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General Orthopaedics

Comparison between upper and lower limb lengthening in patients with achondroplasia

a retrospective study

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Lengthening of the humerus is now an established technique. We compared the complications of humeral lengthening with those of femoral lengthening and investigated whether or not the callus formation in the humerus proceeds at a higher rate than that in the femur. A total of 24 humeral and 24 femoral lengthenings were performed on 12 patients with achondroplasia. We measured the pixel value ratio (PVR) of the lengthened area on radiographs and each radiograph was analysed for the shape, type and density of the callus. The quality of life (QOL) of the patients after humeral lengthening was compared with that prior to surgery. The complication rate per segment of humerus and femur was 0.87% and 1.37%, respectively. In the humerus the PVR was significantly higher than that of the femur. Lower limbs were associated with an increased incidence of concave, lateral and central callus shapes. Humeral lengthening had a lower complication rate than lower-limb lengthening, and QOL increased significantly after humeral lengthening. Callus formation in the humerus during the distraction period proceeded at a significantly higher rate than that in the femur.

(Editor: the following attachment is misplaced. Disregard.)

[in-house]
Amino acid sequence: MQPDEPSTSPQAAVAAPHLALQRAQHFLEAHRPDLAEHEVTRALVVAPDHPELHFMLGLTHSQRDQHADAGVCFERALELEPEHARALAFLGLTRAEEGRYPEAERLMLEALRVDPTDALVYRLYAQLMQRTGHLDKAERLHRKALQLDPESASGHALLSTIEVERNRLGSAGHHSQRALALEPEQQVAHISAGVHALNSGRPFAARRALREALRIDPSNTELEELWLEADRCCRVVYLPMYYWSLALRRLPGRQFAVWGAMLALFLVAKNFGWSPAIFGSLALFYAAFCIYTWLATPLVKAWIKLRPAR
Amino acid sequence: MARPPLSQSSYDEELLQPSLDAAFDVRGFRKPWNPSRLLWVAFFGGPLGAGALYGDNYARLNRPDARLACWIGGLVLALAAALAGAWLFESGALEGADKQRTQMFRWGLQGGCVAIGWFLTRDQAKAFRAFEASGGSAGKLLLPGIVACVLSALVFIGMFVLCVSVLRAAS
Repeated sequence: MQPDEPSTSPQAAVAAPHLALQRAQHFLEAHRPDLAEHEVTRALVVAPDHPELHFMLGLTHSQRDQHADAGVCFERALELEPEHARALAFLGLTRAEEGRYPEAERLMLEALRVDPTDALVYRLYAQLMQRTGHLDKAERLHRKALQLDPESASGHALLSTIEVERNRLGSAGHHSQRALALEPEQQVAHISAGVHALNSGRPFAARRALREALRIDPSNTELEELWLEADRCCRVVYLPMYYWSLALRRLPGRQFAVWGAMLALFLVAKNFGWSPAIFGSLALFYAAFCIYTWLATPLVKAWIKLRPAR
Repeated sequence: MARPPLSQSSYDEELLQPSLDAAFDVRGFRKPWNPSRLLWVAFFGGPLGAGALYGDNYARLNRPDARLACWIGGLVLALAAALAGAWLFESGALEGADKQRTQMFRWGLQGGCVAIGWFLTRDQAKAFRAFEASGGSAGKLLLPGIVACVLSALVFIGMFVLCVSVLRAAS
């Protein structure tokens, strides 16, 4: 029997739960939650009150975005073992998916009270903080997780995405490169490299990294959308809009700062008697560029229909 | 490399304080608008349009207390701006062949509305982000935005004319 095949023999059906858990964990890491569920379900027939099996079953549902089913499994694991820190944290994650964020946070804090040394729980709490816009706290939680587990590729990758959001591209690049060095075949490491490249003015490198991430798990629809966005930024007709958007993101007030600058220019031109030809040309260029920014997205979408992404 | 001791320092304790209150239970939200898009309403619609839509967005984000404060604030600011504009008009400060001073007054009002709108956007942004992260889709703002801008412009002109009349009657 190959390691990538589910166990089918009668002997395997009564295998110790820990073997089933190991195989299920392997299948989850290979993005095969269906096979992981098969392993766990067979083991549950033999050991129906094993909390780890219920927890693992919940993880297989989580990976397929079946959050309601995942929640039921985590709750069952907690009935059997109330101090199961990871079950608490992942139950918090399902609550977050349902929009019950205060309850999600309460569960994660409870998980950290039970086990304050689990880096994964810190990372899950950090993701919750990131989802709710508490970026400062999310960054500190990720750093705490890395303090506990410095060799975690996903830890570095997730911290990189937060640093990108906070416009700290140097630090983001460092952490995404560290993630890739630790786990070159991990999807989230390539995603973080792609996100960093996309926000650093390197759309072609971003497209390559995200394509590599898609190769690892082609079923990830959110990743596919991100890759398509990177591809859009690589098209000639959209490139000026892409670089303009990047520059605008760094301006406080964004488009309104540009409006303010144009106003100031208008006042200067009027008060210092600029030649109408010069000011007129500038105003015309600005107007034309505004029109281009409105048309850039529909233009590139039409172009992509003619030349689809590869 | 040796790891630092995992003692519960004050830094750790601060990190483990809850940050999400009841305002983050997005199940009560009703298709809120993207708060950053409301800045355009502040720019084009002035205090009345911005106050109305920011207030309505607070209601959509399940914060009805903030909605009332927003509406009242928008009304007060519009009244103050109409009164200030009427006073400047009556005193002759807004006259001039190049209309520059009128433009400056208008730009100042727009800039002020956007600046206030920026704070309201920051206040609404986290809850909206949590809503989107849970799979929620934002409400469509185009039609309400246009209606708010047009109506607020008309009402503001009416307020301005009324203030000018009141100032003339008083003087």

These findings indicate that humeral lengthening has an important role in the management of patients with achondroplasia.

Correspondence should be sent to Professor H-R. Song; e-mail:

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